Forget the diet, fat’s all in the genes
Kolata came to Korea to participate in the World Women’s Forum recently.
She’s a science reporter for The New York Times and the author of “Ultimate Fitness: the Quest for Truth about Exercise and Health,” which argued that regular exercise might not be all that it’s cracked up to be.
Her new book, Rethinking Thin, argues against strict dieting. Kolata recorded the clinical trials held by three American universities’ research centers for obesity.
Three hundred and sixty people weighting over 100 kilograms (220.5 pounds) each were placed in two groups. One went on a low-carb, high-protein diet and the other took up a traditional low-calorie, low-fat diet.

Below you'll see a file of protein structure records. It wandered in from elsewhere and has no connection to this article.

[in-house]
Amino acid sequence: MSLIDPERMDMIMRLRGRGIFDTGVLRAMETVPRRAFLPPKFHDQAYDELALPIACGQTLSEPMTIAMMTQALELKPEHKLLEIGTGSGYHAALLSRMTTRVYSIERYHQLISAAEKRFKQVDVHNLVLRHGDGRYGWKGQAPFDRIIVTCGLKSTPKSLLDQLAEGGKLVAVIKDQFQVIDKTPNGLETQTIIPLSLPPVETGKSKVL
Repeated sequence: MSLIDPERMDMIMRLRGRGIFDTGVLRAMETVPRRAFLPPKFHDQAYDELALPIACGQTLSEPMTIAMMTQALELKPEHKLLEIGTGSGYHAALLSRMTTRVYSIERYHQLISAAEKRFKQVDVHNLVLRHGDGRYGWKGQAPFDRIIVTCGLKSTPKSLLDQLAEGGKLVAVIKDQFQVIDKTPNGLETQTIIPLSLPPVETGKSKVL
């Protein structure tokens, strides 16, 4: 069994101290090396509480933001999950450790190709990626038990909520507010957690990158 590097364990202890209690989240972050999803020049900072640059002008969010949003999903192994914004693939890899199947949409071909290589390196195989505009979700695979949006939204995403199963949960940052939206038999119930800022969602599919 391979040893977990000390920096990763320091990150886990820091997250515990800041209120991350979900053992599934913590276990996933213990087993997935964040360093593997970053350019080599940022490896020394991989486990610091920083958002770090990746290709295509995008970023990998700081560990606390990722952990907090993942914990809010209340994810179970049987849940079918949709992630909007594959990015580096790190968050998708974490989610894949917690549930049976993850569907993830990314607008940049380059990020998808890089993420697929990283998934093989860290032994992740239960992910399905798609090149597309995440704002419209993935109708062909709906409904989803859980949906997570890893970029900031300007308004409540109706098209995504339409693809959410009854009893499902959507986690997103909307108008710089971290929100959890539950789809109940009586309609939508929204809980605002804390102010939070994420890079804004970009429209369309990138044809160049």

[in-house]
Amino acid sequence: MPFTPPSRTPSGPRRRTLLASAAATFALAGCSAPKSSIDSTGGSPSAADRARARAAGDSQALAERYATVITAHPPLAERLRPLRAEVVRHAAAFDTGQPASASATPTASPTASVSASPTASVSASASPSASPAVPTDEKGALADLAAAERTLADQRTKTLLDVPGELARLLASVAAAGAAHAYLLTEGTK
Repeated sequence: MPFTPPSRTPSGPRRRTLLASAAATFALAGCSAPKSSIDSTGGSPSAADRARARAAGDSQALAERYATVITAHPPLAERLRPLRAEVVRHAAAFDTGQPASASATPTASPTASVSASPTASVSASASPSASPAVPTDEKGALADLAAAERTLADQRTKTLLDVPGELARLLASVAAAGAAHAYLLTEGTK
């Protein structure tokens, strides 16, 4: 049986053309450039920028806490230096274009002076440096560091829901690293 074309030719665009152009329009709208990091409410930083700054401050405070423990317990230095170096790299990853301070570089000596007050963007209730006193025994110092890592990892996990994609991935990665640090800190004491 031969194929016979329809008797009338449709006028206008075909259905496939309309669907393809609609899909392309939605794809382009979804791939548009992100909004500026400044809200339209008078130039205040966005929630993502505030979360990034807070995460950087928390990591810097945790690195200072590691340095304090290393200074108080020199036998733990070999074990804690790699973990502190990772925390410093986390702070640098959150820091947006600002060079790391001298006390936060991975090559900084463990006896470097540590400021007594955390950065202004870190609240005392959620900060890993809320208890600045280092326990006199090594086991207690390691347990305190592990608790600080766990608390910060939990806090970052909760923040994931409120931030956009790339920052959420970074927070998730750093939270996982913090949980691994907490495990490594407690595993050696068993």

After six months, all the participants had become slimmer but as time passed, they got fatter and after two years, they were back where they started. Neither diet had led to better health.
Kolata notes that one’s genes are a major influence on weight and health, describing studies of adopted kids whose weight runs parallel with that of their biological, not their adoptive, parents.
The author is thin and always has been. She did not interpret the scientific evidence to rationalize her weight.
She said she lost the 5 kilograms that she gained after she gave birth. Her husband is also skinny, and likewise their two kids.
“If I were fat, people would criticize me for writing such a book, thinking I wrote to justify my size,” she said. By Lee Ji-young